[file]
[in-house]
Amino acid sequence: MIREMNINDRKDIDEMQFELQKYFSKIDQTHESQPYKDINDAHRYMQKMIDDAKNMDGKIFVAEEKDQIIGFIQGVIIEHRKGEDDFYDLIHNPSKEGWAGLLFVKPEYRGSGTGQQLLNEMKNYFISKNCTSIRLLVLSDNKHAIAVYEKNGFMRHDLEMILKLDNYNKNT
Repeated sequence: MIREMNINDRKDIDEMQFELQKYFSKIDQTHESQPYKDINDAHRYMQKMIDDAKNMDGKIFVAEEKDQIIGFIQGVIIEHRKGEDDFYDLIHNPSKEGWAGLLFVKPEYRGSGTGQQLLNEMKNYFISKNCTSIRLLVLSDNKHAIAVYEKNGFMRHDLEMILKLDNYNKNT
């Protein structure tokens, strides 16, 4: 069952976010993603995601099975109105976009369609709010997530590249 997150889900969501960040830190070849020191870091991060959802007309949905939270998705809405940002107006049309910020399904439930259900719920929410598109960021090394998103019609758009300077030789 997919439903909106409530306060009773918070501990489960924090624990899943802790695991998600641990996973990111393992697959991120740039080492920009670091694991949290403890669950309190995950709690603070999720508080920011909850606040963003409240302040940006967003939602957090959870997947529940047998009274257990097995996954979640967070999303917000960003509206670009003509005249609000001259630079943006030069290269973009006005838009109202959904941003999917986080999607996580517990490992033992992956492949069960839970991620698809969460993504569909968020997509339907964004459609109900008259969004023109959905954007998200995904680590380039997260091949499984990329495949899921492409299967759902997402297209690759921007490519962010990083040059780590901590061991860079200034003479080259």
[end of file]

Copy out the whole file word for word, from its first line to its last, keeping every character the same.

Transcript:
[in-house]
Amino acid sequence: MIREMNINDRKDIDEMQFELQKYFSKIDQTHESQPYKDINDAHRYMQKMIDDAKNMDGKIFVAEEKDQIIGFIQGVIIEHRKGEDDFYDLIHNPSKEGWAGLLFVKPEYRGSGTGQQLLNEMKNYFISKNCTSIRLLVLSDNKHAIAVYEKNGFMRHDLEMILKLDNYNKNT
Repeated sequence: MIREMNINDRKDIDEMQFELQKYFSKIDQTHESQPYKDINDAHRYMQKMIDDAKNMDGKIFVAEEKDQIIGFIQGVIIEHRKGEDDFYDLIHNPSKEGWAGLLFVKPEYRGSGTGQQLLNEMKNYFISKNCTSIRLLVLSDNKHAIAVYEKNGFMRHDLEMILKLDNYNKNT
């Protein structure tokens, strides 16, 4: 069952976010993603995601099975109105976009369609709010997530590249 997150889900969501960040830190070849020191870091991060959802007309949905939270998705809405940002107006049309910020399904439930259900719920929410598109960021090394998103019609758009300077030789 997919439903909106409530306060009773918070501990489960924090624990899943802790695991998600641990996973990111393992697959991120740039080492920009670091694991949290403890669950309190995950709690603070999720508080920011909850606040963003409240302040940006967003939602957090959870997947529940047998009274257990097995996954979640967070999303917000960003509206670009003509005249609000001259630079943006030069290269973009006005838009109202959904941003999917986080999607996580517990490992033992992956492949069960839970991620698809969460993504569909968020997509339907964004459609109900008259969004023109959905954007998200995904680590380039997260091949499984990329495949899921492409299967759902997402297209690759921007490519962010990083040059780590901590061991860079200034003479080259």